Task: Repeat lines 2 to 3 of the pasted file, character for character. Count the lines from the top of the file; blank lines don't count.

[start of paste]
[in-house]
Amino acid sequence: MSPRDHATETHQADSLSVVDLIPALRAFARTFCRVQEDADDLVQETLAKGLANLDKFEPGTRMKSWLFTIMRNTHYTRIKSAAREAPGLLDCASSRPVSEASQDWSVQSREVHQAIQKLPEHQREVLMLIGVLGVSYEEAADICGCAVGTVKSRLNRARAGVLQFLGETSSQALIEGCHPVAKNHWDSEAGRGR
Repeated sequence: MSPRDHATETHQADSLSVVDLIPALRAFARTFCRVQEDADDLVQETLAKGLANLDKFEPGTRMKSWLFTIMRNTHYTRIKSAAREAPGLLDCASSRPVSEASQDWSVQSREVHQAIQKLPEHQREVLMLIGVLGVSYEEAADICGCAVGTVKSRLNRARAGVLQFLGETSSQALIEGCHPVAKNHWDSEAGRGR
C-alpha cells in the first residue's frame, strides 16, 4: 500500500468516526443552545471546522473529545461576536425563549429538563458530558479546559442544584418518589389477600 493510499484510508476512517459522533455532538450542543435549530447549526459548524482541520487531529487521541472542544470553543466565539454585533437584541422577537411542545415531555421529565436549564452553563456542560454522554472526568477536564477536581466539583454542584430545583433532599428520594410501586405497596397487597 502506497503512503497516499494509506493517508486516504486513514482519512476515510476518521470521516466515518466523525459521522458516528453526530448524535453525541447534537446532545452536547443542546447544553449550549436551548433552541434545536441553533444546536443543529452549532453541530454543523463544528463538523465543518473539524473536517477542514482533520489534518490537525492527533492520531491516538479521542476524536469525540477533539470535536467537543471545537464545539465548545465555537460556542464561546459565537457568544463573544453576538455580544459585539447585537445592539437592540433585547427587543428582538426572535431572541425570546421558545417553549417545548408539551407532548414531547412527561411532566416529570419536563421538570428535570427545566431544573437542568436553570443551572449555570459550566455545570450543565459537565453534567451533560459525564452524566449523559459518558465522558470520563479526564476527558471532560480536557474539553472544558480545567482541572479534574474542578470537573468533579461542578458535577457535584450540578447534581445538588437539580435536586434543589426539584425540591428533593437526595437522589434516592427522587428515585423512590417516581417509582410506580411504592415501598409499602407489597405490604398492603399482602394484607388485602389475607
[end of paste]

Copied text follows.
Amino acid sequence: MSPRDHATETHQADSLSVVDLIPALRAFARTFCRVQEDADDLVQETLAKGLANLDKFEPGTRMKSWLFTIMRNTHYTRIKSAAREAPGLLDCASSRPVSEASQDWSVQSREVHQAIQKLPEHQREVLMLIGVLGVSYEEAADICGCAVGTVKSRLNRARAGVLQFLGETSSQALIEGCHPVAKNHWDSEAGRGR
Repeated sequence: MSPRDHATETHQADSLSVVDLIPALRAFARTFCRVQEDADDLVQETLAKGLANLDKFEPGTRMKSWLFTIMRNTHYTRIKSAAREAPGLLDCASSRPVSEASQDWSVQSREVHQAIQKLPEHQREVLMLIGVLGVSYEEAADICGCAVGTVKSRLNRARAGVLQFLGETSSQALIEGCHPVAKNHWDSEAGRGR